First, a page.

Yes, there will be a mean weight, but some people will be overweight and some will be thin.

8. The number of accidents that occur at the intersection

of Pine and Linden streets between 3 p.m. and

6 p.m. on Friday afternoons is 0, 1, 2, or 3, with probabilities

of 0.84, 0.13, 0.02, and 0.01, respectively.

Graph this probability distribution. What is the

expected value for the random variable given the

number of accidents?

EV = 0*0.84 + 1*0.13 + 2*0.02 + 3*0.01

= 0.2 accidents

Graph:

12. The mean systolic blood pressure of adult males is normally

distributed with a mean of 138 (millimeters of

mercury) and a standard deviation of 9.7. What percent

of adult males have blood pressure between 161.28 and

164.9?

Z(161.28) = (161.28-138)/9.7 = 2.4

Z(164.9) = (164.9-138)/9.7 = 2.773

Prob(2.4 < z < 2.773) = 0.54%

14. A study of motor vehicle rates in the 50 states reveals

that traffic death rates (deaths per 100 million motor

vehicle miles driven) can be modeled by the normal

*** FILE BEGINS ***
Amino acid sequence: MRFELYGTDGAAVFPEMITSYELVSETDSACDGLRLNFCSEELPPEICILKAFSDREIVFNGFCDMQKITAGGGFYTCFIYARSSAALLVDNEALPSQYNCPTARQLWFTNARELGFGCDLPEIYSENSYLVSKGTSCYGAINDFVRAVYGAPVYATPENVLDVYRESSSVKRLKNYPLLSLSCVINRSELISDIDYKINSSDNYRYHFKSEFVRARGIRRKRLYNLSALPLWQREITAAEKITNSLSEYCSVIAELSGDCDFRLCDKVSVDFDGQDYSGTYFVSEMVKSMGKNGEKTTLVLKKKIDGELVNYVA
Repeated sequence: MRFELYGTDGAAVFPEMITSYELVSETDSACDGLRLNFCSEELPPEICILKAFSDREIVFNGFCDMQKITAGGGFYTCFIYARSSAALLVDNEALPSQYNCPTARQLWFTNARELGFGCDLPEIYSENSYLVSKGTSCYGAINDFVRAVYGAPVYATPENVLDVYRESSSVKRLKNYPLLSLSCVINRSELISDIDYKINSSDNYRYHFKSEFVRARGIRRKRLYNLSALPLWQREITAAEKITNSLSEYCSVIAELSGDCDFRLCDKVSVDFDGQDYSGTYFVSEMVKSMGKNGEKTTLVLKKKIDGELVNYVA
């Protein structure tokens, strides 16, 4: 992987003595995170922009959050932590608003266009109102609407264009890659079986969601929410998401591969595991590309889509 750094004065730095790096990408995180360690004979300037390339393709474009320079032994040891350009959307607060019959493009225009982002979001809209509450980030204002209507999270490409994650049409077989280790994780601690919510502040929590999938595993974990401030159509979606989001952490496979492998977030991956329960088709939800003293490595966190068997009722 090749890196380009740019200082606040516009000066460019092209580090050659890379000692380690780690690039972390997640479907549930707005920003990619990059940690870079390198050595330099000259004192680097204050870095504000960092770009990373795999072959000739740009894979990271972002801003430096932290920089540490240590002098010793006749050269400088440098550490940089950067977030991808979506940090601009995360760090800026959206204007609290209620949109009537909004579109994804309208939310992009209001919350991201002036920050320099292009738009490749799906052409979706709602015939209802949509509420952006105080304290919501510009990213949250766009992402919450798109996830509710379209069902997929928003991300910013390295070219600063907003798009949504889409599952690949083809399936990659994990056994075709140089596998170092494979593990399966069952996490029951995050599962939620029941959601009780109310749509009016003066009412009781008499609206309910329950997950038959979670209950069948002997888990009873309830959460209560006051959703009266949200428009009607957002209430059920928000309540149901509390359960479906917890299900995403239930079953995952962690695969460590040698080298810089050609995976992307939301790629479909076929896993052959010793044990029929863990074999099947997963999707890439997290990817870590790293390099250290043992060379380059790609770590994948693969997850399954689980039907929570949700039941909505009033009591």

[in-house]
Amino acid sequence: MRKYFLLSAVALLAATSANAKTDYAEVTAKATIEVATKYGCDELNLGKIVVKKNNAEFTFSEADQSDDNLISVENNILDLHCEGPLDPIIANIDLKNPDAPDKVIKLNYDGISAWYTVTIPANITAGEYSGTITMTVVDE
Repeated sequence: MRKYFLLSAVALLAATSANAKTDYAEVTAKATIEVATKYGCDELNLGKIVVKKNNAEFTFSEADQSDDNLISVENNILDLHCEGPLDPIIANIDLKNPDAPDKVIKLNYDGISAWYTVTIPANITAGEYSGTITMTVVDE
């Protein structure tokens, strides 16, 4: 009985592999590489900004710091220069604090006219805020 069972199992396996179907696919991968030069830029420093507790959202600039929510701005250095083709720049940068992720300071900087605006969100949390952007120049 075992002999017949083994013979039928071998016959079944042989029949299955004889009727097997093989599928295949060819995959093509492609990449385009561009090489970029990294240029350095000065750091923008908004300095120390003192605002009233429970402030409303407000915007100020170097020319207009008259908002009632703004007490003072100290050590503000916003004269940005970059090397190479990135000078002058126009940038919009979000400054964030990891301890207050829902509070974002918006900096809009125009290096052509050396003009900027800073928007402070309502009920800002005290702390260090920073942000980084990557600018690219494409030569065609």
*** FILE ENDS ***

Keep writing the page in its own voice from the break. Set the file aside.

curve. The data suggest that the distribution has a mean

of 5.3 and a standard deviation of 1.3. Sketch the normal

curve, showing the mean and standard deviation.

20. Battery Power Problem. A certain type of thermal battery

for an airplane navigation device backup power has a

mean life of 300 hours with a standard deviation of 15

hours. What proportion of these batteries can be

expected to have lives of 322 hours or less? Assume a normal

distribution of backup power device lives.

Z(322) = (322-300)/15 = 1.466666

Prob(z < 1.4666666666) = 0.9288

2. How many 4-character license plates are possible with 2

letters from the alphabet followed by 2 digits, if repetitions

are allowed?

26*26*10*10

= 67600

if repetitions are not allowed?

26*25*10*9

= 58500

4. How many batting lineups of the nine players can be

made for a baseball team if the catcher bats first, the

shortstop second, and the pitcher last?

There are 6 other batters to place…

6*5*4*3*2*1

= 720

8. A class elects two officers, a president and a secretary/

treasurer, from its 12 members. How many different

ways can these two offices be filled from the members of

the class?

There are 12 ways to pick the pres. Then there are 11 people left for the sec/treas:

12*11